But not only did Smith’s audience reconnect with home through the content of his projections, they were also able to self-consciously compare the experience they were having, in Melbourne in 1855, with the experience that may be being had by others, at the same time, back in Britain; or the experience they remembered having before they had left Britain to emigrate to Australia. Smith himself had previous experience as a writer, editor and public lecturer in Britain before he emigrated, and the Melbourne Cosmopoligraphicon may have featured slides painted by the English miniature painter Walter Francis Tiffin because, as opposed to Alfred Cane’s slides with their dark skies, the high quality of Smith’s slides was immediately noted:

“The excellence of their workmanship is most exquisite, both as to composition, effect and colouring; and they are, it may safely be asserted, of a character infinitely superior to anything that has been exhibited on this side of the equator.”[31]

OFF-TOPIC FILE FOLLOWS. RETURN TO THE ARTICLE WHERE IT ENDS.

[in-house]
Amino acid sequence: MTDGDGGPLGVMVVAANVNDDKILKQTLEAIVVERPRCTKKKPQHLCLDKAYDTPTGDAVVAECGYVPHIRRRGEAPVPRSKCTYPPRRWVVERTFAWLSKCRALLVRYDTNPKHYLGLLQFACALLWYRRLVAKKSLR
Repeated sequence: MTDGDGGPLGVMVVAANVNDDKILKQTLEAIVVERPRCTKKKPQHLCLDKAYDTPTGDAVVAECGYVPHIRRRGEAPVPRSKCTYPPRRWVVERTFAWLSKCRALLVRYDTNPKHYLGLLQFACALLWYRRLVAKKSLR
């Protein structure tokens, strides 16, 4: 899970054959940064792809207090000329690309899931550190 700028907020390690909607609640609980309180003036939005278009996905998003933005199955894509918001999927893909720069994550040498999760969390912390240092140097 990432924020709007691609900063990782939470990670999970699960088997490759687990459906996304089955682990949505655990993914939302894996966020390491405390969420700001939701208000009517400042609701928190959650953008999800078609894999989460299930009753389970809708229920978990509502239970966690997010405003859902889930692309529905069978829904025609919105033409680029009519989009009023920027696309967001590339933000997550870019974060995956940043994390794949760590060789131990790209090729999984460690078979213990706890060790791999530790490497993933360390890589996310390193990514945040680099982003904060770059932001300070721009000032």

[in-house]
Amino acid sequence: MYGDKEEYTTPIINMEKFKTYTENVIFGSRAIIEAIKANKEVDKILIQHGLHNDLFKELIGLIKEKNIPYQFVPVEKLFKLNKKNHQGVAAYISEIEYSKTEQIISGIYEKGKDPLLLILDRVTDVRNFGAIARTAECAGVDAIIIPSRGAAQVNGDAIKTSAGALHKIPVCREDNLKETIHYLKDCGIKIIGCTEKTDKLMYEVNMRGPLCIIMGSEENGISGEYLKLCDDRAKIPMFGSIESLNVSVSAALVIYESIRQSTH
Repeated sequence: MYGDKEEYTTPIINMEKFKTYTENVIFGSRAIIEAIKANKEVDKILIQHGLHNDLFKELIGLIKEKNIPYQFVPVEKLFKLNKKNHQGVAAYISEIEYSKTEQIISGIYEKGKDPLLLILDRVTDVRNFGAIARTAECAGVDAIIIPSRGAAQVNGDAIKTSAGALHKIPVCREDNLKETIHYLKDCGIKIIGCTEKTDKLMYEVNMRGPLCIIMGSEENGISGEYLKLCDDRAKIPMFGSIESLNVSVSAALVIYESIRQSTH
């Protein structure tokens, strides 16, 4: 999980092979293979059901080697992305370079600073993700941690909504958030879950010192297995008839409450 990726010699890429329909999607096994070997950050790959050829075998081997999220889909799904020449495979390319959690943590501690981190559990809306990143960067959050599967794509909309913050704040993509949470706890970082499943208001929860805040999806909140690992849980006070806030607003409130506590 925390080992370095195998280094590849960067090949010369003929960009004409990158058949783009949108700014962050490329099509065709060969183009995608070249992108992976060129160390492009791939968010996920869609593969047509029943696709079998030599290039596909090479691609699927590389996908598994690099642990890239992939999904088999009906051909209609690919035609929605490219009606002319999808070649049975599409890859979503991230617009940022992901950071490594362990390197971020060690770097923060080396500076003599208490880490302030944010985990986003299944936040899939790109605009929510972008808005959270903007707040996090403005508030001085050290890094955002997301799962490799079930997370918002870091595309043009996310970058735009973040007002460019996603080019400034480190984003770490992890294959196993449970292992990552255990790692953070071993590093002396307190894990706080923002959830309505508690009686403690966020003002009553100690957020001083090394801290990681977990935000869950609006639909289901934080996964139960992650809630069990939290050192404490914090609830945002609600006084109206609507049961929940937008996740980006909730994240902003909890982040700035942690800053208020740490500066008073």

Colonial reviewers assessed their experience of the magic lantern in a global context. The Cosmopoligraphicon was, to use a phrase which was to become overused in twentieth century Australian culture, ‘world class’:

“Such of us as have lately dwelt in the modern Babylon have most pleasant reminiscences in connection with these sources of recreation, and we feel a glow of unfeigned pleasure in the opportunity that is now presented of renewing these yet vivid impressions of enjoyment, and in comprehending new joys of a like nature.”[32]

“[For] those of us who retain a vivid recollection of the wonders of the London Polytechnic, this exhibition will not in any way suffer by comparison. […] to those who have not had an opportunity of observing the immense improvement which has been effected in this branch of art during the last few years, these pictures will appear truly astonishing.”[33]

“The Cosmopoligraphicon, as a place of entertainment, is a most valuable addition to our places of amusement. There is nothing in the attractions it offers that the most refined taste can object to, but on the contrary, much that will help to compensate our fellow-colonists for the elegant places of public entertainment to which they relinquished their opportunities of access when they quitted Europe.”[34]

Smug and pompous reassurances such as these undergirded the internal emotional transport of the exhibition with an imagined network of global citizens, securely gridded together across both imperial geography and imperial history.